service.  I think I am safe in saying that I could have walked the
distance with much less discomfort and fatigue.  My father having thus
given me a horse and presented me with one of his swords, also supplied
my purse so that I could get myself an outfit suitable to my new
position, and he sent me on to join my command, stationed not far away
on the Rappahannock, southward from Fredericksburg.

As an officer in the cavalry on the staff, I had more frequent
opportunities of seeing my father than as a private in the artillery.
In the course of duty, I was sometimes sent to him to report the
condition of affairs at the front, or on the flank of the army, and
I also, occasionally, paid him a visit.  At these times, he would
take me into his tent, talk to me about my mother and sisters, about
my horse and myself, or the people and the country where my command
happened to be stationed.  I think my presence was very grateful to
him, and he seemed to brighten up when I came.  I remember, he always
took it as a matter of course that I must be hungry (and I was for
three years), so he invariably made his mess-steward, Bryan, give me
something to eat, if I did not have time to wait for the regular meal.
His headquarters at this time, just before the battle of Fredericksburg
and after, were at a point on the road between Fredericksburg and
Hamilton's Crossing, selected on account of its accessibility.
Notwithstanding there was near-by a good house vacant, he lived in his
tents.  His quarters were very unpretentious, consisting of three or
four "wall-tents" and several more common ones.  They were pitched on
the edge of an old pine field, near a grove of forest trees from which
he drew his supply of fire-wood, while the pines helped to shelter
his tents and horses from the cold winds.  Though from the outside
they were rather dismal, especially through the dreary winter time,
within they were cheerful, and the surroundings as neat and comfortable
as possible under the circumstances.

On November 24, 1862, in a letter to his daughter Mary, he writes:

"...General Burnside's whole army is apparently opposite Fredericksburg
and stretches from the Rappahannock to the Potomac.  What his intentions
are he has not yet disclosed.  I am sorry he is in position to oppress
our friends and citizens of the Northern Neck.  He threatens to bombard
Fredericksburg, and the noble spirit displayed by its citizens,
particularly the women and children, has elicited my highest admiration.
They have been abandoning their homes, night and day, during all this
inclement weather, cheerfully and uncomplainingly, with only such
assistance as our wagons and ambulances could afford, women, girls,
children, trudging through the mud and bivouacking in the open fields."

How the battle of Fredericksburg was fought and won all the world has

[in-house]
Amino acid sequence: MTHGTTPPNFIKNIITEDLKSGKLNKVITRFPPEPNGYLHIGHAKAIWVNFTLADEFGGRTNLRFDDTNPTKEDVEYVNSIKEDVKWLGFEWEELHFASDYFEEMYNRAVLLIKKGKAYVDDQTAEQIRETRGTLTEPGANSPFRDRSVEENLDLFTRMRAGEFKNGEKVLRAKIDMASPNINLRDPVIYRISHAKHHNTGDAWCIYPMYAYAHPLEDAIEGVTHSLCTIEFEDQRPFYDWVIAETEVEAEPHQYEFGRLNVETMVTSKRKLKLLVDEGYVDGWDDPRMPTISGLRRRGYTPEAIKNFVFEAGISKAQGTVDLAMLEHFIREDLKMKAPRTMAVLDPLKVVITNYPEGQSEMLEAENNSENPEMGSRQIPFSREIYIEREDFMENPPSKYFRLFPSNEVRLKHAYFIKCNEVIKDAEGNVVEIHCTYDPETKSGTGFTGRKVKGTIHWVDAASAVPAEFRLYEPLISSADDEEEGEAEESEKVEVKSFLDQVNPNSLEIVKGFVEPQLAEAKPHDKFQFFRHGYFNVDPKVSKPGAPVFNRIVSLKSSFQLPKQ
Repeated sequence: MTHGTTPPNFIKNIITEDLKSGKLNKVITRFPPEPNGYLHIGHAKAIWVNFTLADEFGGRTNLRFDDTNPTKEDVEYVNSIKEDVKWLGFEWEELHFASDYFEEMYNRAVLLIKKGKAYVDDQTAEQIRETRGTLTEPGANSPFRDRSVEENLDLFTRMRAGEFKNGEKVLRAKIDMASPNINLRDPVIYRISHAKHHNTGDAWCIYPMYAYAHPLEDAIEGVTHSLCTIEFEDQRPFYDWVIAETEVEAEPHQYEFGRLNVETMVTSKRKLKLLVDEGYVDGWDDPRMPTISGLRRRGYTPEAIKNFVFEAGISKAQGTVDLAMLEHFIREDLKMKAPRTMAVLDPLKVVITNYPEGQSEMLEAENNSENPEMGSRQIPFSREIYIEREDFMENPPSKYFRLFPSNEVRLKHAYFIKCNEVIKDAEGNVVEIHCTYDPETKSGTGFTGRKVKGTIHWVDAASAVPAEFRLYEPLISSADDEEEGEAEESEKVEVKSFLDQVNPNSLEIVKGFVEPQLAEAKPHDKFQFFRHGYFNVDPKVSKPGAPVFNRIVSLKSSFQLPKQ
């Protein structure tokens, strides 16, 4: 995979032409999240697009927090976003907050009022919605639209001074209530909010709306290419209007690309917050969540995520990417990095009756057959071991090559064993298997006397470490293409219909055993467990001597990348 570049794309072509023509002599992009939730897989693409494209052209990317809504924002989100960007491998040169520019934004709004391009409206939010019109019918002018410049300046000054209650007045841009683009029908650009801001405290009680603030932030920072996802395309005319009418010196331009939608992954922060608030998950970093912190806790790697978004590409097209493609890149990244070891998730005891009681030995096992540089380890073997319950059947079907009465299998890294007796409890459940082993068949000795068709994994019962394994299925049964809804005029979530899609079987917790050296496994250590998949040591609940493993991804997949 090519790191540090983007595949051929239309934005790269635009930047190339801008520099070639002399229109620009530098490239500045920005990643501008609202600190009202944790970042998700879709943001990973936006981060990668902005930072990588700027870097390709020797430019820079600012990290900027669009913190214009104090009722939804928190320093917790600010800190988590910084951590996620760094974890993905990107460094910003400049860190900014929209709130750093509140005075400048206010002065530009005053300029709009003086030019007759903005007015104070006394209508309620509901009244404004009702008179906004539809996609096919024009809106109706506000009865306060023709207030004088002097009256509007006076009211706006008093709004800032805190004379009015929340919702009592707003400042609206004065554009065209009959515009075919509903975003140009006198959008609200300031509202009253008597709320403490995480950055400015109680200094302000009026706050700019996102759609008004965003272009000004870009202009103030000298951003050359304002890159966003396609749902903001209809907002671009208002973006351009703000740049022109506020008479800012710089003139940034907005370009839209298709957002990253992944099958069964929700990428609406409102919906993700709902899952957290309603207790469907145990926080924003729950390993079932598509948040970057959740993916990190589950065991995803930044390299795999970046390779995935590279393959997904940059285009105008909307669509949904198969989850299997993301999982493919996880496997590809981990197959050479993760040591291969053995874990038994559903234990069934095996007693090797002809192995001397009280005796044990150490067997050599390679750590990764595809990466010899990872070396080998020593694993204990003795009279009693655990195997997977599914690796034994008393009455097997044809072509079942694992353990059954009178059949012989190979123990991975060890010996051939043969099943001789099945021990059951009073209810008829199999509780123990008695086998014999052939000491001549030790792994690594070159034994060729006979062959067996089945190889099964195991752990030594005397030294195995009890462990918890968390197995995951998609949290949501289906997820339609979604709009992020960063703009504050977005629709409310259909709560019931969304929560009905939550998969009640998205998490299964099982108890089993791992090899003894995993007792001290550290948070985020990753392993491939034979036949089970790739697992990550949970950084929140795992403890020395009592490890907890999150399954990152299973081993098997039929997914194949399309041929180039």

heard, and I shall not attempt to describe it.  On December 11th, the
day Burnside commenced his attack, General Lee wrote to my mother:

"...The enemy, after bombarding the town of Fredericksburg, setting
fire to many houses and knocking down nearly all those along the river,
crossed over a large force about dark, and now occupies the town.  We
hold the hills commanding it, and hope we shall be able to damage him
yet.  His position and heavy guns command the town entirely."

On December 16th, in another letter to my mother, he tells of the
recrossing of the Federals:

"I had supposed they were just preparing for battle, and was saving
our men for the conflict.  Their hosts crown the hill and plain beyond
the river, and their numbers to me are unknown.  Still I felt the
confidence we could stand the shock, and was anxious for the blow that
is to fall on some point, and was prepared to meet it here.  Yesterday
evening I had my suspicions that they might return during the night,
but could not believe they would relinquish their hopes after all their
boasting and preparation, and when I say that the latter is equal to
the former you will have some idea of the magnitude.  This morning they
were all safe on the north side of the Rappahannock.  They went as they
came--in the night.  They suffered heavily as far as the battle went,
but it did not go far enough to satisfy me.  Our loss was comparatively
slight, and I think will not exceed two thousand.  The contest will
have now to be renewed, but on what field I cannot say."

I did not see my father at any time during the fighting.  some days
after it was all over, I saw him, as calm and composed as if nothing
unusual had happened, and he never referred to his great victory, except
to deplore the loss of his brave officers and soldiers or the sufferings
of the sick and wounded.  He repeatedly referred to the hardships so
bravely endured by the inhabitants of Fredericksburg, who had been
obliged to flee from the town, the women and children, the old and the
feeble, whose sufferings cut him to the heart.  On Christmas Day he
writes to his youngest daughter, Mildred, who was at school in North

"...I cannot tell you how I long to see you when a little quiet occurs.
My thoughts revert to you, your sisters, and your mother; my heart
aches for our reunion.  Your brothers I see occasionally.  This morning
Fitzhugh rode by with his young aide-de-camp (Rob) at the head of
his brigade, on his way up the Rappahannock.  You must study hard,
gain knowledge, and learn your duty to God and your neighbour:  that